Revised rules from the Federal Motor Carrier Safety Administration (FMCSA) that impact Hours of Services regulations are set to go into effect on Sept. 29, 2020. Every commercial carrier company as well as drivers should take note of the FMCSA Final Rule changes so they can remain in compliance.
The following provides a summary of these new FMCSA Hours of Service regulations. Much like the FMCSA emergency declaration in relation to the COVID-19 outbreak, the FMCSA Final Rule changes will impact how fleet managers and drivers handle their work.
“These changes reflect how telematics continues to impact the commercial carrier industry,” said Dan Shive, Director of Client Engagement and Account Management. “With the more detailed and accurate information that telematic devices provide, the FMCSA has been able to make changes that offer drivers more flexibility in how they handle mandated breaks and sleep time.”
Summary of FMCSA Hours of Service Regulations
The following changes are being made to Hours of Service Final Rules for commercial drivers. As stated by the FMCSA, “This Final Rule will not result in any new costs for regulated entities. Instead, this rule will result in increased flexibility for drivers and a quantified reduction in costs for motor carriers.”
The FMCSA made the changes because the accuracy of electronic data offered by drivers and carrier companies using telematics devices “is much higher than the information that was previously provided on paper.”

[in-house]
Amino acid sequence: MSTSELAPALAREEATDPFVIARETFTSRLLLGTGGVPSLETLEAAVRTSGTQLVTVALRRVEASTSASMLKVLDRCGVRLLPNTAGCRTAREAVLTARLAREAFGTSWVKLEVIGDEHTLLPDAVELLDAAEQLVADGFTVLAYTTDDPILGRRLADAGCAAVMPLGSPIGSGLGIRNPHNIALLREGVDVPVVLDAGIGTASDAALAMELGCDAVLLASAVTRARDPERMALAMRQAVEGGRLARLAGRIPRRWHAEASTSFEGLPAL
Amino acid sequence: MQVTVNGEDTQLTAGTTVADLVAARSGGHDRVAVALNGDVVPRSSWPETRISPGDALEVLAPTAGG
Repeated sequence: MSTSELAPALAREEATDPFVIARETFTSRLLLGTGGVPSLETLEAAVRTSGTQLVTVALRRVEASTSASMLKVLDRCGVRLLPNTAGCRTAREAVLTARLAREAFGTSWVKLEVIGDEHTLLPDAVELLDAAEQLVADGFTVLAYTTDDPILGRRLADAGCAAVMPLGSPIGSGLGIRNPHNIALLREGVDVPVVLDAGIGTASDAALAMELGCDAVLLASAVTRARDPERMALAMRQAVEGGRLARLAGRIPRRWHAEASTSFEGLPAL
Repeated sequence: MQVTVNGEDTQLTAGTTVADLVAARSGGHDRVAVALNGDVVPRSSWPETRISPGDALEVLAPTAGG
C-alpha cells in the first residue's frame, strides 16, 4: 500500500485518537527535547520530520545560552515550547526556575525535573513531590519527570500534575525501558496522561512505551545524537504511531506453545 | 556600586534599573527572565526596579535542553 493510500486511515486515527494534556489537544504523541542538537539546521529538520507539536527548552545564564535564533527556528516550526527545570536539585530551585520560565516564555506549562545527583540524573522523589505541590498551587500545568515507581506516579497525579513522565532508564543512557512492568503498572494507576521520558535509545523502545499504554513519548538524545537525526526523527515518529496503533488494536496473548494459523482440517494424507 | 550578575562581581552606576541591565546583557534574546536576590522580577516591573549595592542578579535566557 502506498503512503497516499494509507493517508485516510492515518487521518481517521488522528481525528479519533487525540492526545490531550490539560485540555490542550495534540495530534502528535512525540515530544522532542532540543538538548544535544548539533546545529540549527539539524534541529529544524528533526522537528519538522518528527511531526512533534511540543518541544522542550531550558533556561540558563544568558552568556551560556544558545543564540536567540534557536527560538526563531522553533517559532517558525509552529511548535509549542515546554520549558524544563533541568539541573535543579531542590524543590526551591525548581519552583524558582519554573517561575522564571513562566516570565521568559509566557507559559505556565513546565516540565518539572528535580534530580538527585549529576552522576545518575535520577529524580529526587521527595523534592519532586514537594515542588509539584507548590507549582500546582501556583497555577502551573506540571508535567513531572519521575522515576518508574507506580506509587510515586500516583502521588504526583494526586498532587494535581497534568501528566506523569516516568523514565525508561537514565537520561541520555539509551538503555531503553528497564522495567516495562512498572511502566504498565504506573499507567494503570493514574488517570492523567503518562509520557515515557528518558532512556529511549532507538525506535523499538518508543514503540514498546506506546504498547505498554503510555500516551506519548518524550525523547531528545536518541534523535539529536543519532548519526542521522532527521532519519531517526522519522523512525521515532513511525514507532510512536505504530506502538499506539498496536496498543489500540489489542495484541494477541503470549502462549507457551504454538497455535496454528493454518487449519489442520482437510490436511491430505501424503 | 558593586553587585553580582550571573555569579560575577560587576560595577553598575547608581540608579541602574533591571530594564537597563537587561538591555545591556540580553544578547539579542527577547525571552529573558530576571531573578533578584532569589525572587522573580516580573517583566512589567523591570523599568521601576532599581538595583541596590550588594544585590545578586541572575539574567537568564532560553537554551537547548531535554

The first two items apply to drivers operating property-carrying commercial motor vehicles, according to the FMCSA, while the final two items apply to drivers operating either property-carrying or passenger-carrying commercial motor vehicles.
The 30-Minute Break Rule
The revised rule requires that drivers take a 30-minute break after eight hours of driving time rather than on-duty time. They can meet this regulation by using “on-duty, not-driving status” rather than having to use off-duty status.
Rules require drivers to take 10 hours of off duty time after driving 14 consecutive hours. The modified sleeper-berth exception provides more flexibility in how drivers account for those 10 hours. They may now split their 10 hours off-duty into two periods: one of at least seven consecutive hours in the sleeper berth; the other of not less than two consecutive hours, either off duty or in the sleeper berth. Neither period counts against the driver’s 14-hour driving window.
Please note if you use Sleeper Berth in your Geotab Drive app; Action Needed:
If the fleet has users of Sleeper Berth splits, those users will need to choose a NEW ruleset within Geotab Drive, that will be available on Sep 28. This new ruleset will include the “Split Sleeper” nomenclature. It means that the ruleset that we currently use, which includes Sleeper Berth by default, will cease supporting Sleeper Berth on Sep 29. Drivers should contact their HOS Administrator on September 28th. EnVue client HOS Administrator please reach out to firstname.lastname@example.org with question or if you need assistance.
A modified short-haul exemption lengthens the maximum on-duty period from 12 to 14 hours for certain commercial vehicle drivers. It also extends the radius within which the driver may operate from 100 air miles (115.08 statute miles) to 150 air miles (172.6 statute miles).
Adverse Driving Conditions
The modified adverse driving conditions exception extends by two hours the maximum window during which driving is permitted. It’s important for fleet managers and drivers to consult with their telematics providers to see what, if any, actions they need to take to update systems to accommodate these changes. Ultimately, they will result in more flexibility for drivers, thanks to systems that make reporting Hours of Service much easier to accomplish.